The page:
Creativity is generally considered to be something to encourage in young children. It is, however, popularly associated more with the arts than with the sciences. This study used phenomenographic analysis to identify some primary school student teachers' conceptions of creativity in school science lessons (a class of 16 final year students on a degree course leading to qualified teacher status in the UK). Their conceptions were narrow, focused mainly on practical investigations of matters of fact, and included misconceptions. Teacher trainers are advised that student teachers' conceptions of creativity can be grossly inadequate in several ways and they may omit significant opportunities for creativity involving, for example, the imaginative processing of scientific information and the construction and testing of explanations. As conceptions may be shaped by creativity in the arts, it is suggested that science educators might loosen the connection by introducing students to the broader term of 'productive thought', i.e. a combination of creativity and critical thought which is particularly relevant in science.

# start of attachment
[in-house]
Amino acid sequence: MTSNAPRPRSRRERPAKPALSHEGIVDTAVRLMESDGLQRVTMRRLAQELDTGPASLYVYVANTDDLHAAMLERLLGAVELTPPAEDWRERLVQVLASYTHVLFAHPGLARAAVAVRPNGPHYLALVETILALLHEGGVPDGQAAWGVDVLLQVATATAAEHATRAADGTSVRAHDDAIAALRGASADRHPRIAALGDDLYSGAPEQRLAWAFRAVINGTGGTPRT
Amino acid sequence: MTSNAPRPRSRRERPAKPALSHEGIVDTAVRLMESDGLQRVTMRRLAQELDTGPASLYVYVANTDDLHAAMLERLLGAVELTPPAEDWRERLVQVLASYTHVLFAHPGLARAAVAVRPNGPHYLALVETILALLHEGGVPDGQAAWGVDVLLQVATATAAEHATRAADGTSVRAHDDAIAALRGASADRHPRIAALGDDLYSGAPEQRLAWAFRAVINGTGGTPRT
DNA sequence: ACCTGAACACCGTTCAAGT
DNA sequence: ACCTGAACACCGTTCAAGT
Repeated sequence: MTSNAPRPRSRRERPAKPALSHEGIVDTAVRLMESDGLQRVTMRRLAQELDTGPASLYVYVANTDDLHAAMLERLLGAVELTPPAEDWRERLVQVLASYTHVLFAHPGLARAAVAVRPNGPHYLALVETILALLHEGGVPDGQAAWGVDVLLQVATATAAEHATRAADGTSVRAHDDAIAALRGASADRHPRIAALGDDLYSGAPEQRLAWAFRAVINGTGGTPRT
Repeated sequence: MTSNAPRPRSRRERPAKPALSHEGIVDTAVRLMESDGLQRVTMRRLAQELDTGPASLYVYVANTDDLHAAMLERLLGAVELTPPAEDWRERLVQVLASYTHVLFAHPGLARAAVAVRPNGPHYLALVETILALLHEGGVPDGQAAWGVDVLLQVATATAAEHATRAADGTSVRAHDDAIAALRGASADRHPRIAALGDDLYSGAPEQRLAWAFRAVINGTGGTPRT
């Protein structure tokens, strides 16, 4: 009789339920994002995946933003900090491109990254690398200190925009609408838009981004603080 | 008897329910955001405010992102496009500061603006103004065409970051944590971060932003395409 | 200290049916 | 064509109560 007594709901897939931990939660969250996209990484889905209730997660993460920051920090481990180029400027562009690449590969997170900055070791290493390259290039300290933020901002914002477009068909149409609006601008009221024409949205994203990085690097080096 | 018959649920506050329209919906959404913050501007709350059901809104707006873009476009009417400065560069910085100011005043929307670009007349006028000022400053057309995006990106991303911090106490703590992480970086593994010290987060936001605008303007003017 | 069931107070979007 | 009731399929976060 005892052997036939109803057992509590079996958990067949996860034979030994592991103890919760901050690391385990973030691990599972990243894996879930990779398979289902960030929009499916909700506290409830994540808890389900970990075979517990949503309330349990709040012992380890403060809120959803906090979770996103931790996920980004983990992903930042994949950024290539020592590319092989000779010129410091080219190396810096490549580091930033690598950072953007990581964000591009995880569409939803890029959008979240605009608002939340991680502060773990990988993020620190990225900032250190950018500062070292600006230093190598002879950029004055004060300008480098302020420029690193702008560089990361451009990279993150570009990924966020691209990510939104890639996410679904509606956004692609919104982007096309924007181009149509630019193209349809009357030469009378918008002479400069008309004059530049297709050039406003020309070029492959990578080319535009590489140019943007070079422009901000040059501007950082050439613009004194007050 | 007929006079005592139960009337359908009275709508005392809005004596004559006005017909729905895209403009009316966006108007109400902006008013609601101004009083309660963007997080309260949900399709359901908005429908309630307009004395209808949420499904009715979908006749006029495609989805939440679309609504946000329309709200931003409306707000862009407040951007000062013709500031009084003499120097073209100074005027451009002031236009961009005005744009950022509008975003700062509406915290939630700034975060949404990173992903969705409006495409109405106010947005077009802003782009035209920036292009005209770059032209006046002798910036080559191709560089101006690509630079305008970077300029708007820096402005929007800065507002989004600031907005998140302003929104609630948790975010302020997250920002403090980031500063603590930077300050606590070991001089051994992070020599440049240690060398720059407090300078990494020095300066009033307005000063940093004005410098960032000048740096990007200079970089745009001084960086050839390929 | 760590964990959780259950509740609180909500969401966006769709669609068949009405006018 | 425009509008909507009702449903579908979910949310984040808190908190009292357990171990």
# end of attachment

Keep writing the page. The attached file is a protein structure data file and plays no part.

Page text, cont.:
Newton, D., & Newton, L. (2009). Some student teachers' conceptions of creativity in school science. Research in Science and Technological Education, 27(1), 45-60. https://doi.org/10.1080/02635140802658842